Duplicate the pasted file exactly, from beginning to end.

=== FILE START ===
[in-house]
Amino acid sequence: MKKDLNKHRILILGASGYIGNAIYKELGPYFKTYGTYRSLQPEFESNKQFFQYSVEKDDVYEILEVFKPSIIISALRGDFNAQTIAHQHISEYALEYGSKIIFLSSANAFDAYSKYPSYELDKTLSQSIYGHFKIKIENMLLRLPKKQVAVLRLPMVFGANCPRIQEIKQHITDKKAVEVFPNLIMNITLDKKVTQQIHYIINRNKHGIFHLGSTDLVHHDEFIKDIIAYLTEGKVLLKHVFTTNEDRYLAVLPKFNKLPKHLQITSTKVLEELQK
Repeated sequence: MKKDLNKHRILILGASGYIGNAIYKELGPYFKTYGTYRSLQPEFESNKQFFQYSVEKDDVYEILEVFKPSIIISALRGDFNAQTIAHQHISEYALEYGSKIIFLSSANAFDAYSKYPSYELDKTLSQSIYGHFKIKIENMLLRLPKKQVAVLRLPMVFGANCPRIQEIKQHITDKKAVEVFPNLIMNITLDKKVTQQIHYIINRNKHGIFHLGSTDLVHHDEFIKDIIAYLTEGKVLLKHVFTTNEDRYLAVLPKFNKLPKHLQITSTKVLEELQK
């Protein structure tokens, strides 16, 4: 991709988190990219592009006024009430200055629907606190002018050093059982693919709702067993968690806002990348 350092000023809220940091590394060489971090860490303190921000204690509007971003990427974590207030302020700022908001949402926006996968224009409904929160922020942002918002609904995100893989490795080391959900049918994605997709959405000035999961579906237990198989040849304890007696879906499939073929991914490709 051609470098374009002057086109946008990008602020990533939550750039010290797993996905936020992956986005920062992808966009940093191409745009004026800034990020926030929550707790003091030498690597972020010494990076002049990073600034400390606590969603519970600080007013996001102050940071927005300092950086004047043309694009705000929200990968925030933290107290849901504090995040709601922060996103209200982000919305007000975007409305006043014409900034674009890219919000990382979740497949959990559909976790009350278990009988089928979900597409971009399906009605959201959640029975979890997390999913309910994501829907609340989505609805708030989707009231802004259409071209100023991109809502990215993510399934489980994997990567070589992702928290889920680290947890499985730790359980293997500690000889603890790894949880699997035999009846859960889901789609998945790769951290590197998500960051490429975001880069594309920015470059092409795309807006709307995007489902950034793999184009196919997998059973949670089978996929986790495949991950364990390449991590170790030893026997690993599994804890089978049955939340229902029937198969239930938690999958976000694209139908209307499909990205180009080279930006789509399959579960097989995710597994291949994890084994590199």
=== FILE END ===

[in-house]
Amino acid sequence: MKKDLNKHRILILGASGYIGNAIYKELGPYFKTYGTYRSLQPEFESNKQFFQYSVEKDDVYEILEVFKPSIIISALRGDFNAQTIAHQHISEYALEYGSKIIFLSSANAFDAYSKYPSYELDKTLSQSIYGHFKIKIENMLLRLPKKQVAVLRLPMVFGANCPRIQEIKQHITDKKAVEVFPNLIMNITLDKKVTQQIHYIINRNKHGIFHLGSTDLVHHDEFIKDIIAYLTEGKVLLKHVFTTNEDRYLAVLPKFNKLPKHLQITSTKVLEELQK
Repeated sequence: MKKDLNKHRILILGASGYIGNAIYKELGPYFKTYGTYRSLQPEFESNKQFFQYSVEKDDVYEILEVFKPSIIISALRGDFNAQTIAHQHISEYALEYGSKIIFLSSANAFDAYSKYPSYELDKTLSQSIYGHFKIKIENMLLRLPKKQVAVLRLPMVFGANCPRIQEIKQHITDKKAVEVFPNLIMNITLDKKVTQQIHYIINRNKHGIFHLGSTDLVHHDEFIKDIIAYLTEGKVLLKHVFTTNEDRYLAVLPKFNKLPKHLQITSTKVLEELQK
């Protein structure tokens, strides 16, 4: 991709988190990219592009006024009430200055629907606190002018050093059982693919709702067993968690806002990348 350092000023809220940091590394060489971090860490303190921000204690509007971003990427974590207030302020700022908001949402926006996968224009409904929160922020942002918002609904995100893989490795080391959900049918994605997709959405000035999961579906237990198989040849304890007696879906499939073929991914490709 051609470098374009002057086109946008990008602020990533939550750039010290797993996905936020992956986005920062992808966009940093191409745009004026800034990020926030929550707790003091030498690597972020010494990076002049990073600034400390606590969603519970600080007013996001102050940071927005300092950086004047043309694009705000929200990968925030933290107290849901504090995040709601922060996103209200982000919305007000975007409305006043014409900034674009890219919000990382979740497949959990559909976790009350278990009988089928979900597409971009399906009605959201959640029975979890997390999913309910994501829907609340989505609805708030989707009231802004259409071209100023991109809502990215993510399934489980994997990567070589992702928290889920680290947890499985730790359980293997500690000889603890790894949880699997035999009846859960889901789609998945790769951290590197998500960051490429975001880069594309920015470059092409795309807006709307995007489902950034793999184009196919997998059973949670089978996929986790495949991950364990390449991590170790030893026997690993599994804890089978049955939340229902029937198969239930938690999958976000694209139908209307499909990205180009080279930006789509399959579960097989995710597994291949994890084994590199």